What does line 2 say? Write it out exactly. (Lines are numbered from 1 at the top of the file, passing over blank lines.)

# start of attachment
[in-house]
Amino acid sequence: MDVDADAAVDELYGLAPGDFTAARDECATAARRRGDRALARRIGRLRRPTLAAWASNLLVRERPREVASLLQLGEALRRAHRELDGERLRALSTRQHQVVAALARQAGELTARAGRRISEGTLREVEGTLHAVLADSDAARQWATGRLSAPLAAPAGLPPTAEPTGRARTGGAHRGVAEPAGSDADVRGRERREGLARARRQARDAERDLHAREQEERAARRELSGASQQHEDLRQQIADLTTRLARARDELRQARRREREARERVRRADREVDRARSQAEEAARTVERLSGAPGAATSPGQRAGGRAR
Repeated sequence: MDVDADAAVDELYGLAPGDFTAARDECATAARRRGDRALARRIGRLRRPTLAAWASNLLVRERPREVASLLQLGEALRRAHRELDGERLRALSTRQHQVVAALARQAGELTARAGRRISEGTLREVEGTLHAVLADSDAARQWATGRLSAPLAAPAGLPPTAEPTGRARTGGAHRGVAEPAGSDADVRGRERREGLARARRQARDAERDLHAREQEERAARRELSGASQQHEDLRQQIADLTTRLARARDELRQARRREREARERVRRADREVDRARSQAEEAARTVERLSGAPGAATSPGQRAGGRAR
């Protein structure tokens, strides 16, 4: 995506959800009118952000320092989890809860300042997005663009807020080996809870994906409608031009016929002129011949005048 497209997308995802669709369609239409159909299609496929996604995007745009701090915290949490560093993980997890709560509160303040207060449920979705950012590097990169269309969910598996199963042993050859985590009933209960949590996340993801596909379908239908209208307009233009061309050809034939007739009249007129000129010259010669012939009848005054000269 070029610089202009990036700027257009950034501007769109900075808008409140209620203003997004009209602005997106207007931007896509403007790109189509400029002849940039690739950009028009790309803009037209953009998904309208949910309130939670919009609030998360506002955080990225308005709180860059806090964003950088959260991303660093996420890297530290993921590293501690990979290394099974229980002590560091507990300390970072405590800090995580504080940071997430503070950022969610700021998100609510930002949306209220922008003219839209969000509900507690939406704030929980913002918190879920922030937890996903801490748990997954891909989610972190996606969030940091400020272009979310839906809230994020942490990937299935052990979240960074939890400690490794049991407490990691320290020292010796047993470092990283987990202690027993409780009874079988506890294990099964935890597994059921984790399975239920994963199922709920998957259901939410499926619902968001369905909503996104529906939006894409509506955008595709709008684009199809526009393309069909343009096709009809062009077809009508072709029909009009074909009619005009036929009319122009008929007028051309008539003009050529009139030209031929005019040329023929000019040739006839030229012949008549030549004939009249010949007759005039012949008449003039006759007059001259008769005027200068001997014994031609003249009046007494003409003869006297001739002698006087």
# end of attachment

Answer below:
Amino acid sequence: MDVDADAAVDELYGLAPGDFTAARDECATAARRRGDRALARRIGRLRRPTLAAWASNLLVRERPREVASLLQLGEALRRAHRELDGERLRALSTRQHQVVAALARQAGELTARAGRRISEGTLREVEGTLHAVLADSDAARQWATGRLSAPLAAPAGLPPTAEPTGRARTGGAHRGVAEPAGSDADVRGRERREGLARARRQARDAERDLHAREQEERAARRELSGASQQHEDLRQQIADLTTRLARARDELRQARRREREARERVRRADREVDRARSQAEEAARTVERLSGAPGAATSPGQRAGGRAR